When she gets going there is little that escapes her eye while her scissors and pen sweep up the rest. Because she also lives and works in a single apartment space she describes herself as a “filthy messy and full of uncontrollable clutter by nature. . .I sense little or no separation between art and life. . .and I go a little crazy, but it’s how I am.”

In collaboration one of her most popular mash-ups produced the 2008 trash boats projects called “Swimming Cities of Switchback Sea” with the creative anarchists of the Miss Rockaway Armada. These consisted of seven handmade sculptural wooden rafts constructed out of refuse and garbage from Troy, NY that the group actually sailed down the Hudson River, up the East River and finally to the a gallery and to the Venice Biennale. Needless to say, Swoon and the gang had loads of fun on those boats.

When I go to Manila I will look high and low, paste on something beautiful, see a thousand amazing faces, wonder what to draw next. ~ SWOON

Currently working to overhaul an abandoned church into a school and arts based community center and on a rebuilding project in the earthquake aftermath of Haiti, STATUS wrote to Swoon to talk about her work on the streets.

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SWOON SPEAKS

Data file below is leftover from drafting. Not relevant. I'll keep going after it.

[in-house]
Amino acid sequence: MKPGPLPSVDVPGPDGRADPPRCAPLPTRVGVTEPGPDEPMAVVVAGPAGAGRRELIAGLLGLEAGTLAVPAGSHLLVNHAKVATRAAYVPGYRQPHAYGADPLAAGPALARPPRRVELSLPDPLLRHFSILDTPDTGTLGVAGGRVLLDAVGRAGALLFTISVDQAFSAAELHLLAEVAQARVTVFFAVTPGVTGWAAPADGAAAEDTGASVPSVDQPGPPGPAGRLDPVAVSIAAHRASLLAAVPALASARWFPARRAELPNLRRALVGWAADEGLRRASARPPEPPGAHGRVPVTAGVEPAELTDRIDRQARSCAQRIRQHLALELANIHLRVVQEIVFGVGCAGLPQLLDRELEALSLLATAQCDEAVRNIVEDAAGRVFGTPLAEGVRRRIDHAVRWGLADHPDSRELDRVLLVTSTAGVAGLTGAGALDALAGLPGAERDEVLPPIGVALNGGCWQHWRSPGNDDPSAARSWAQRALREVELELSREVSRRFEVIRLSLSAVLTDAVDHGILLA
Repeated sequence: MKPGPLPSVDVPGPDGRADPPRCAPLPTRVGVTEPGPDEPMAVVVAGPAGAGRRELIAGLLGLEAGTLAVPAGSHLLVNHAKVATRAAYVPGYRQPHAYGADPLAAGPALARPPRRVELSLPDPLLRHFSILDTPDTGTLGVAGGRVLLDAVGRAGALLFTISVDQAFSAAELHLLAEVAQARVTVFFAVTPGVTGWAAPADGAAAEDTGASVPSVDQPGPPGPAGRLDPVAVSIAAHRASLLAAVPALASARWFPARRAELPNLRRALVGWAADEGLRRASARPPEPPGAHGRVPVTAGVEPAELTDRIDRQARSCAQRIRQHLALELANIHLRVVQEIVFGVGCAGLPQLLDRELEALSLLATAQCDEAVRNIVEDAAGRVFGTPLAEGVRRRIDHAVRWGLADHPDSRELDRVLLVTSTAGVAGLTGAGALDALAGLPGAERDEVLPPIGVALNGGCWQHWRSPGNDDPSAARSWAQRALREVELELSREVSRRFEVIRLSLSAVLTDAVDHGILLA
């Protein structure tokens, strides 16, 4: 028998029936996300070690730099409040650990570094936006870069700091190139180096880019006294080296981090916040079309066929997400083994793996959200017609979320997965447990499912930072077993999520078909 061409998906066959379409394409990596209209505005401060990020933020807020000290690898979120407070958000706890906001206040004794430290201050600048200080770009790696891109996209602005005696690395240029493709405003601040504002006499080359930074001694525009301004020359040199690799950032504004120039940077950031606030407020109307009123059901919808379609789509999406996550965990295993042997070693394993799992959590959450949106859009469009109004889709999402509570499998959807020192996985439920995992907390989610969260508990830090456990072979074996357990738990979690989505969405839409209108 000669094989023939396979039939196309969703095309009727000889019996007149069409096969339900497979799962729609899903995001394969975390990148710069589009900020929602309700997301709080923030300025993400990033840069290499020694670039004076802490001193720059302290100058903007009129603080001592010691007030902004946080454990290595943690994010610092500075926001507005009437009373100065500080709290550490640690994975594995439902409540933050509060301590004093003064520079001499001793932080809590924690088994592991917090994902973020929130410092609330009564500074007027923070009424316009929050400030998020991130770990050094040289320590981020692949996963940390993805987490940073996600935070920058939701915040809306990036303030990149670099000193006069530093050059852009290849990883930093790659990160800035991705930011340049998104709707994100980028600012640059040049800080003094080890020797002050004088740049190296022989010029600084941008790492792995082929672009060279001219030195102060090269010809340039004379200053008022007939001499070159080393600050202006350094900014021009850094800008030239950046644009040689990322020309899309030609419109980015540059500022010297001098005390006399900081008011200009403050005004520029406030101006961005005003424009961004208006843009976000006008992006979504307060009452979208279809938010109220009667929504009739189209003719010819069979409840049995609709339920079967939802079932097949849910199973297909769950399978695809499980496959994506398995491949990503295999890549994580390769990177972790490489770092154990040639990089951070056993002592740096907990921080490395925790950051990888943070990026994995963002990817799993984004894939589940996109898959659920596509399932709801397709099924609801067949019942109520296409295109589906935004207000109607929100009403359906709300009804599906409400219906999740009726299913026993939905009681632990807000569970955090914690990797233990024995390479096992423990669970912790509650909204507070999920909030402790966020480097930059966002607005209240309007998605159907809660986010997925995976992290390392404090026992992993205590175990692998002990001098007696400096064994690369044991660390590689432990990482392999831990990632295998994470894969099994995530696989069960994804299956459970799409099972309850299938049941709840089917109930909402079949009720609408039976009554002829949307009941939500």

What’s the story on how you came to be called your cool moniker?

SWOON: It was a dream. My boyfriend at the time dreamed that it was my name – a long time before I ever imagined that I would take a name other than my own. A year or so later, it seemed all at once like a good idea, to, in that larger conversation that I was a part of on the street, take a name, a voice, a character in the dialogue. So I remembered this name, which had already found me once, and I took it on.

What are your thoughts on graffiti art being an inherently subversive socio-political commentary, or is it just a fun way to break out of a boring studio environment?

SWOON: Both. And more. [It’s] A way to change your city with your bare hands. A way to change someone’s day on their way to and from a routine. A way to participate. A beautiful collage. A massively vulnerable act, masked as aggression. So many things.

Kindly shed light on your goal to “democratize public space.”

SWOON: For me pasting is about many things, and one of them is about declaring the walls of the city a public sounding board for our dreams desires and collective identity. I see these walls as a ground level, reachable and see-able by the masses bulletin board for a million voices needing outlets. And I am one of them.

I have always thought of graffiti, critical mass bike rides, street parties, block parties, street protests, community gardens, and a million other large and small gestures, as ways that people choose the means that they have, and go about shaping their environment. I want to live in a city that people feel is their own. That they can form to fit their needs. That they can create in a way that reflects their diverse spirits – not a city you are born and die in, but have no part in shaping.